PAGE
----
New South Bay leaders want a louder voice in regional issues
From housing to transportation infrastructure, the newly elected mayors of National City, Chula Vista and Imperial Beach want the South Bay to have a bigger voice in regional politics.
National City Mayor-elect Ron Morrison won his race by only 68 votes, according to Thursday's final certification of votes in the November election.
Morrison acknowledged that he benefited because his two opponents were young, Latino Democrats who likely split the vote of the city’s progressive base. “It would have been very different if it had been a one-on-one situation,” he said.
In Chula Vista, Mayor-elect John McCann defeated Ammar Campa-Najjar by four points.
When it comes to regional politics, McCann would like to represent Chula Vista in the San Diego Association of Governments (SANDAG) where he’d lobby for more funding for South Bay projects.
“I think now is an opportunity for us to be able to get more infrastructure,” he said.
However, McCann and Morrison could both face obstacles in getting a SANDAG appointment. Chula Vista and National City’s city councils are divided along partisan lines.
Although the mayor is traditionally chosen as representative, Morrison, who is a political independent, said he didn’t consider that a guarantee this time. “As divisive as the council is right now, who knows,” he said.
McCann, a Republican who's served several terms on the Chula Vista City Council, noted that this year city voters elected two first-time council members. This means Councilwoman Andrea Cardenas, who was elected in 2020, will be the only member with experience on the new council. This is why he would like to be the SANDAG representative.
“We have a new council — we went from 50 years experience with my colleagues to now only two years experience,” McCann said. “I’m the only one who has experience being a representative on SANDAG.”
National City’s Morrison said regional bodies, like SANDAG and the Port of San Diego, have not historically prioritized projects in the South Bay.
“Dickens has the tale of two cities, in our case we have the tale of two ports,” he said. “We have the port that’s north of the Coronado Bridge and the one that’s south of the Coronado Bridge.”
National City’s port land is largely zoned for industrial use, and it is the only city in the region that does not have public access to its own waterfront, he said.
Morrison said he’s proposed a land-use plan that would give National City public access to its bayfront without reducing the amount of industrial land available to the port.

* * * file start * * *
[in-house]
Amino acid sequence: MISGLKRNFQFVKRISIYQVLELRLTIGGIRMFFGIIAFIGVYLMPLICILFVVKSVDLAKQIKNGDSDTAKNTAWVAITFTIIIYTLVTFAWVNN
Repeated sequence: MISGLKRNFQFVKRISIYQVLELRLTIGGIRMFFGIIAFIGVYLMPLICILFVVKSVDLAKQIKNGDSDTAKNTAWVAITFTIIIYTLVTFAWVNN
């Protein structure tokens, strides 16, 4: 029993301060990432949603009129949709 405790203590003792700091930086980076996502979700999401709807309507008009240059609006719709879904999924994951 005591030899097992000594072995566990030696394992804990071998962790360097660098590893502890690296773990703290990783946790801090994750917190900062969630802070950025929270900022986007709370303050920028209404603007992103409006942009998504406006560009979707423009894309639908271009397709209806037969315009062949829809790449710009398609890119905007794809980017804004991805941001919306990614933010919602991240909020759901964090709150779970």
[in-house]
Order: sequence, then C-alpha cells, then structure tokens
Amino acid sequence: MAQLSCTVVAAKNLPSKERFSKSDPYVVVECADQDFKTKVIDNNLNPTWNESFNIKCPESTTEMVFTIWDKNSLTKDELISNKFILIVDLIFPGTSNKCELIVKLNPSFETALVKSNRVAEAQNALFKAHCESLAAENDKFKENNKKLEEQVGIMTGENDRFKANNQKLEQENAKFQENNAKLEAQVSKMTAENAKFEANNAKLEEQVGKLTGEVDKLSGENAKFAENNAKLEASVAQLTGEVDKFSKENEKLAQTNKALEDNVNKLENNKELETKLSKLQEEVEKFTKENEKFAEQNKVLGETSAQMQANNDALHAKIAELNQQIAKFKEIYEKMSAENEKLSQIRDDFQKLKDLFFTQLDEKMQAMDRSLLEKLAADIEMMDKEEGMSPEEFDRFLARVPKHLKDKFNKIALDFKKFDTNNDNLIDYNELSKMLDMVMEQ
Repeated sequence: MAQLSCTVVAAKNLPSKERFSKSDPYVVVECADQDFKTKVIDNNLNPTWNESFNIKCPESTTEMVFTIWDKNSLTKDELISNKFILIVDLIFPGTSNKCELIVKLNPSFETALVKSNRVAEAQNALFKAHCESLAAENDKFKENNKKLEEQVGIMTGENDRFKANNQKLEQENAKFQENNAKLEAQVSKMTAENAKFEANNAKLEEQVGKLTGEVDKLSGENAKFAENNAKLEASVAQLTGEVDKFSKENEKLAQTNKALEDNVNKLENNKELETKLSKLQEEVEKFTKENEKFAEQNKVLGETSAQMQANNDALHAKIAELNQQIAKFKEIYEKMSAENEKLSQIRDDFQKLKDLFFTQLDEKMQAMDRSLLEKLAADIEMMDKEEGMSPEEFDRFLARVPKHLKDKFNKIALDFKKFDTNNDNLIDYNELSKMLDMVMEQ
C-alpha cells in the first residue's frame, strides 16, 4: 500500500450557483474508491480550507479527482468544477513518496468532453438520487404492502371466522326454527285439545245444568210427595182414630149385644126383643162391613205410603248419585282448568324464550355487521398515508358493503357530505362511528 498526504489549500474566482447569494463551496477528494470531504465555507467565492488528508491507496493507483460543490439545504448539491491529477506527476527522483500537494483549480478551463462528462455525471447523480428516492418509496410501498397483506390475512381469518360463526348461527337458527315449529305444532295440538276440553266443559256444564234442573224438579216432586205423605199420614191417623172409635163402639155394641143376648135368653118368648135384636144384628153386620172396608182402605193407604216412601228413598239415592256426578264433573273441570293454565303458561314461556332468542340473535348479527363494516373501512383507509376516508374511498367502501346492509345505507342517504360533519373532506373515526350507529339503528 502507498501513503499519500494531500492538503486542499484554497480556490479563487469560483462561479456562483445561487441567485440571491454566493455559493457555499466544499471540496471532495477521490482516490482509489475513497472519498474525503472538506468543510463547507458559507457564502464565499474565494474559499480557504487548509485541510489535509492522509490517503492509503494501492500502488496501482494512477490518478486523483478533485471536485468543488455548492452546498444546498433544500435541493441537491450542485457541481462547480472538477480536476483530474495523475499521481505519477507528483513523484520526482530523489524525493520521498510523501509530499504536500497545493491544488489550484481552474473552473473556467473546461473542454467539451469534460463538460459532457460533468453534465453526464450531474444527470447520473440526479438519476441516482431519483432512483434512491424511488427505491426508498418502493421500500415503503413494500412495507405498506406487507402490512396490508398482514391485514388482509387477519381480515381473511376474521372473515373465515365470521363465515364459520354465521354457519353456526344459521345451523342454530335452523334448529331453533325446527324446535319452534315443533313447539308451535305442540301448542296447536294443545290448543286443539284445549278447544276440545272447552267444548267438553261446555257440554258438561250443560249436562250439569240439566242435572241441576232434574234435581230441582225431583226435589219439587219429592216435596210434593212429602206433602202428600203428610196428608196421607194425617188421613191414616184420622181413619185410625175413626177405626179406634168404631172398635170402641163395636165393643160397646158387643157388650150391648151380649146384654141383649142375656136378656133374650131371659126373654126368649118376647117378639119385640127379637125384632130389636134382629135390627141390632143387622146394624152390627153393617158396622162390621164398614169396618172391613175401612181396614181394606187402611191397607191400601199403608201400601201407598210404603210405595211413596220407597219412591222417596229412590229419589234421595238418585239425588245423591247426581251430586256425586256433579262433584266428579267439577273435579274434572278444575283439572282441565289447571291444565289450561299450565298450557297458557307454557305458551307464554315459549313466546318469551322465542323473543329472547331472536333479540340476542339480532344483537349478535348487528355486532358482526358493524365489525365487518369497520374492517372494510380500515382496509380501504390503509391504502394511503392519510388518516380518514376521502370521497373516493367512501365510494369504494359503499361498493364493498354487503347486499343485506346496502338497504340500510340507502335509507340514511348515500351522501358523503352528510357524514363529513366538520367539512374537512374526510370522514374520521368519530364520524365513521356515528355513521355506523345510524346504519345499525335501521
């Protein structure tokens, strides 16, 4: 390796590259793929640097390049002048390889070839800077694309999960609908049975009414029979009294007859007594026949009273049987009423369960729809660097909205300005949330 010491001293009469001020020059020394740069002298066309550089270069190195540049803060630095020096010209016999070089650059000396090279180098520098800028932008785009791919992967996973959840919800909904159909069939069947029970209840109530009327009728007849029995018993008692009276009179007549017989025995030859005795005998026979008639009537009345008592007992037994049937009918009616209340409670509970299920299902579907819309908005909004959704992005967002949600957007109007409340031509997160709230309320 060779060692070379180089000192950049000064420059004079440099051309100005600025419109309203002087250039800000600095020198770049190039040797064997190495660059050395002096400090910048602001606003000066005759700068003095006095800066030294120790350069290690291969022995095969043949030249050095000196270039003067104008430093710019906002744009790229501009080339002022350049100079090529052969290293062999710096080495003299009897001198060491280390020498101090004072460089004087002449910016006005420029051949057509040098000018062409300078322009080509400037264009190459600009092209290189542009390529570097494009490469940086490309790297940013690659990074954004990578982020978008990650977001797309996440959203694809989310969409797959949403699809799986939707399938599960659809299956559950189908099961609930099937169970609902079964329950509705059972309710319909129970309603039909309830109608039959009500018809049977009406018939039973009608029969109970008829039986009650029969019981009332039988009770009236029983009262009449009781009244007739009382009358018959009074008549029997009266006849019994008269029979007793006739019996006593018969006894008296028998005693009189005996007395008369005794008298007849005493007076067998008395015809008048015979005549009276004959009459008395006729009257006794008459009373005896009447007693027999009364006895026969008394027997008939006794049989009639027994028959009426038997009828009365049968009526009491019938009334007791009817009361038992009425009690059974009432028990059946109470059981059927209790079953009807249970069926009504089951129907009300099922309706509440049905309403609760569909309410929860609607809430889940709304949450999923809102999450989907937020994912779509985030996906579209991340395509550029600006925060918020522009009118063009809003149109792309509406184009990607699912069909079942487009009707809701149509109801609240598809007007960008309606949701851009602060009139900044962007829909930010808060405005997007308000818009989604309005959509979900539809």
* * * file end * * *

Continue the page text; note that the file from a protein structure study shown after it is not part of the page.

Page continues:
“It would finally allow National City to have the opportunity to put in hotels and increase the public space down in that area,” he said.
McCann has been a vocal critic of SANDAG’s proposed mileage tax — which was voted down in September. Like Morrison, he would like to see more of a focus in the South Bay.
“Many times, we have been lacking in the support,” he said. “But I hope to work with both the National City and Imperial Beach mayors to be able to have a united front to be able to get the quality infrastructure in the South Bay.”
McCann also supports eliminating the toll on the South Bay Expressway.
In Imperial Beach, Paloma Aguirre made history by becoming the city’s first Latina mayor.
Aguirre acknowledged that the South Bay had been left out in the past. But she praised the current county leadership for being more inclusive.
“Historically the South Bay has been I guess it’s fair to say marginalized,” she said. “But I think now in regional bodies that at least I’ve served on there’s been a renewed interest, a renewed focus on equity.”
Aguirre specifically noted efforts like expanding access to public transportation through the San Diego Metropolitan Transit System’s “youth opportunity passes” for riders 18 and younger. Aguirre also praised the Port of San Diego’s multi-million-dollar investment in a project to renovate and upgrade the Imperial Beach pier.
The three South Bay cities have a lot in common — from demographics, proximity to the border and socioeconomic status, Aguirre said. She wants to work with the newly elected mayors to advocate for the region in one voice.
“I think it’s extremely important that the mayors of these cities work together,” she said.